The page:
Brooks Participates in Hearing Examining the Olympic Community’s Ability to Protect Athletes from Sexual Abuse
WASHINGTON, DC – Today, the Energy and Commerce Subcommittee on Oversight and Investigations held a hearing to examine the pervasiveness of sexual misconduct within the U.S. Olympic community and whether there are adequate policies and procedures in place to protect athletes at all levels of sport moving forward.
Click here to watch Brooks’ opening remarks.
Among the witnesses who testified during today’s hearing were Susanne Lyons, Acting Chief Executive Officer of the United States Olympic Committee (USOC); Shellie Pfohl, President and Chief Executive Officer of the U.S. Center for SafeSport (USCSS); Kerry Perry, President and Chief Executive Officer of USA Gymnastics (USAG); among other representatives from USA Swimming (USA-S), USA Taekwondo (USAT), and USA Volleyball (USAV).
The President and CEO of the U.S. Center for SafeSport, Shellie Pfohl, testified that since the center’s creation on March 3, 2017, they have responded to more than 500 reports and inquiries spanning 38 of the 49 National Governing Bodies (NGBs). As of last week, their total number of reports received since their establishment exceeded 840. Additionally, the U.S. Center for SafeSport has issued more than 169 sanctions, including 142 lifetime bans to individuals who broke SafeSport’s code of conduct pertaining to abuse of athletes.
“An unwavering commitment by national governing bodies to ensuring individuals are held accountable for their actions, both in the past and moving forward, is long overdue,” said Congresswoman Susan W. Brooks (R-IN05). “I am pleased the U.S. Center of SafeSport is actively working to create a safer environment for our nation’s athletes while also focusing on providing the victims of past abuse the justice they deserve.”
Each of those who testified apologized on behalf of their organizations and acknowledged the failure to adequately identify and challenge the culture of abuse that has been pervasive within their organizations. The representatives from these NGBs, most of whom are the new leaders of their organizations after scandal forced out previous leaders, also stressed that they are taking necessary steps to prevent future abuse, including cooperating with U.S. Center for SafeSport policies. As a result, they acknowledged the burden they have in rebuilding the trust of the amateur athletic community across the country and the critical importance of keeping athletes safe.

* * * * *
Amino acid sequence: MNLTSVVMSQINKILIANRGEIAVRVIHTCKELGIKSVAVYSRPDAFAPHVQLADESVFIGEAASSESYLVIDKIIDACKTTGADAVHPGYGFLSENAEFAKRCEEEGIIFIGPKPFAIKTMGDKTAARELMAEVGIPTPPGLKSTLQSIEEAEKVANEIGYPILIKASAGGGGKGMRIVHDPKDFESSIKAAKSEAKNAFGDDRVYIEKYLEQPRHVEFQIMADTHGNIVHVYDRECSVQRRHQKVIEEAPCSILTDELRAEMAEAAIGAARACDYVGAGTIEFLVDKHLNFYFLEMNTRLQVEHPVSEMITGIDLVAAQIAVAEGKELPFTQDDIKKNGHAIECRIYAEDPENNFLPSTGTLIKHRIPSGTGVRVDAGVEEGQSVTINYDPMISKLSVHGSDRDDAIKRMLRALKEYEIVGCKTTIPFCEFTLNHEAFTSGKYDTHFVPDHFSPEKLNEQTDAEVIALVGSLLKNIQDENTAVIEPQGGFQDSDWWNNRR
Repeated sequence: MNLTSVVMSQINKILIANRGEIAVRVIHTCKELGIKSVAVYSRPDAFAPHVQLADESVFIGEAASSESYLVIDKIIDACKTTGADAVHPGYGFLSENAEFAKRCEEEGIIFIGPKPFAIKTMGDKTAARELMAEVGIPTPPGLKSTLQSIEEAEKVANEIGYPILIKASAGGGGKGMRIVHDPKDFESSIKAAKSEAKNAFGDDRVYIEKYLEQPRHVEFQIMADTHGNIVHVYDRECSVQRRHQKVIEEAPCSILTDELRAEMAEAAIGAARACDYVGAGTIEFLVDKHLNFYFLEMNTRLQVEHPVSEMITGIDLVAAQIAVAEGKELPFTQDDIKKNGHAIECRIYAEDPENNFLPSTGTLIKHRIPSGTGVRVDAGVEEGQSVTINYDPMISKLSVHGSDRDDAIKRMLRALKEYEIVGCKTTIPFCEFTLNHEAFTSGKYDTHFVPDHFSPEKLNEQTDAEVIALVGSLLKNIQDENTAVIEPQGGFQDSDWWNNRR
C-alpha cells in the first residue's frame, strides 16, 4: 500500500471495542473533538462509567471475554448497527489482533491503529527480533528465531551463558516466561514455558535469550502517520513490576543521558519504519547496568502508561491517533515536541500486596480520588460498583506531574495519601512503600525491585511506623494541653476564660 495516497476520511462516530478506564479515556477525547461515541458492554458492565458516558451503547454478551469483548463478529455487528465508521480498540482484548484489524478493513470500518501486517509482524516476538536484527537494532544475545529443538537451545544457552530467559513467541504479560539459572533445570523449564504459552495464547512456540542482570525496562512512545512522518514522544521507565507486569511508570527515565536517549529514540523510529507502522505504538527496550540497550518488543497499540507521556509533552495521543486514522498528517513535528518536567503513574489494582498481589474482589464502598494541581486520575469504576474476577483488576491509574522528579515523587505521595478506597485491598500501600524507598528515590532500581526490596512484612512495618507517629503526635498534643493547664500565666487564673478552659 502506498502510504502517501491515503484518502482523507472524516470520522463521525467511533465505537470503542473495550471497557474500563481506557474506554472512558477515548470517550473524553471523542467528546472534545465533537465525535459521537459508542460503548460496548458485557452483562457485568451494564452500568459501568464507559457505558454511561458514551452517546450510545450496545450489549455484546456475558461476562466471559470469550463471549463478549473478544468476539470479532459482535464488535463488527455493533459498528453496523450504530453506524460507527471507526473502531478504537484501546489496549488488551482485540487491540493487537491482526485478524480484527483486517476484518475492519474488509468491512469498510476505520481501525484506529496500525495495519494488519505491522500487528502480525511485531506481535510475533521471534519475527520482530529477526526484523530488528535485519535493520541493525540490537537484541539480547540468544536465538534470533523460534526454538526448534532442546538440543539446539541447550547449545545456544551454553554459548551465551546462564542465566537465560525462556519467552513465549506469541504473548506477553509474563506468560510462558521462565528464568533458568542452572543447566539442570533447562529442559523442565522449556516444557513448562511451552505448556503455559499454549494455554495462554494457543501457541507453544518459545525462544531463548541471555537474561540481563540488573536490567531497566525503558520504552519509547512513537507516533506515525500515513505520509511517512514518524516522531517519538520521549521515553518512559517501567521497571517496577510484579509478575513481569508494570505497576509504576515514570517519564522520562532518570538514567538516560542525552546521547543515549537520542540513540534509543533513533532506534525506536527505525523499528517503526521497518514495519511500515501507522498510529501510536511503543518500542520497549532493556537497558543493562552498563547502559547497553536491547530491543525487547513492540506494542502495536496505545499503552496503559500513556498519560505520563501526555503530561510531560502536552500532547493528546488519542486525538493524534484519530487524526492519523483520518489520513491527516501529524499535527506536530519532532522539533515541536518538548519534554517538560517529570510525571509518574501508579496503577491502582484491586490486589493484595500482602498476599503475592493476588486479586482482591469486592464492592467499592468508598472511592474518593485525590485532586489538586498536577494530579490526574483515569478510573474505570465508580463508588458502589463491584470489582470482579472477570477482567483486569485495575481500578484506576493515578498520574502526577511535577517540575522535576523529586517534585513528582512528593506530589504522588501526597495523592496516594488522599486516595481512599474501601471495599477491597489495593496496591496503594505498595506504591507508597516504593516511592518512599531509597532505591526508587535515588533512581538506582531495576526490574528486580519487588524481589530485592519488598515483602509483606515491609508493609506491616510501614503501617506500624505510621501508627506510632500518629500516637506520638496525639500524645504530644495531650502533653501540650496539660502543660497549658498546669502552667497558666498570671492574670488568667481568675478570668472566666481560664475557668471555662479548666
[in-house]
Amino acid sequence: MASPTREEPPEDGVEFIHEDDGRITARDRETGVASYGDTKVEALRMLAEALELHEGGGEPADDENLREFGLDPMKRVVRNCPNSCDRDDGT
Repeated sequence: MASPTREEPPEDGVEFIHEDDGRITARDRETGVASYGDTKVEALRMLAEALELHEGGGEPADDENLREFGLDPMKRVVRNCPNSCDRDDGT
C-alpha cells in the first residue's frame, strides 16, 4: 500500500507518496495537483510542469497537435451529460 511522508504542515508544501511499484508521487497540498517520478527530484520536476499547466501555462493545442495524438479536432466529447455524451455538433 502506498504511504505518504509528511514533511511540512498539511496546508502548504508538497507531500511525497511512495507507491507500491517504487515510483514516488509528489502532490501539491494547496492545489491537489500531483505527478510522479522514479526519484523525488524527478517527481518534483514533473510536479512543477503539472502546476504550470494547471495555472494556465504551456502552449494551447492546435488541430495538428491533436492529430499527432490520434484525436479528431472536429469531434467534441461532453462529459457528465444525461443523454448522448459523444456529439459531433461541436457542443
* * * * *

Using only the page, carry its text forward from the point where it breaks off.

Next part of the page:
Click here to watch Brooks’ questions during the hearing.
“Looking to the future, there is still more work to be done to ensure the safety of young athletes, and it is clear that this is a priority for each organization who testified before the Subcommittee today,” concluded Brooks. “Athletes, their families and all of the individuals who are involved in the sport need to be aware of the resources available to them to report abuse and should feel empowered to speak up on behalf of themselves or others if abuse is taking place.”
The President signed S.534, the Protecting Young Victims from Sexual Abuse and Safe Sport Authorization Act of 2017 into law in February of this year, legislation that Congresswoman Susan W. Brooks (R-IN05) championed in the House of Representatives.
S. 534 extended the mandatory reporting requirements of child abuse to USOC national governing bodies and affiliated amateur sports organizations to ensure reports are immediately made to law enforcement authorities. The bill designated the Center for SafeSport as the entity that will respond to reports of sexual misconduct within the U.S. Olympic and Paralympic Movements. The Center is also responsible for developing training, oversight practices, policies, and procedures to prevent the emotional, physical, and sexual abuse of amateur athletes.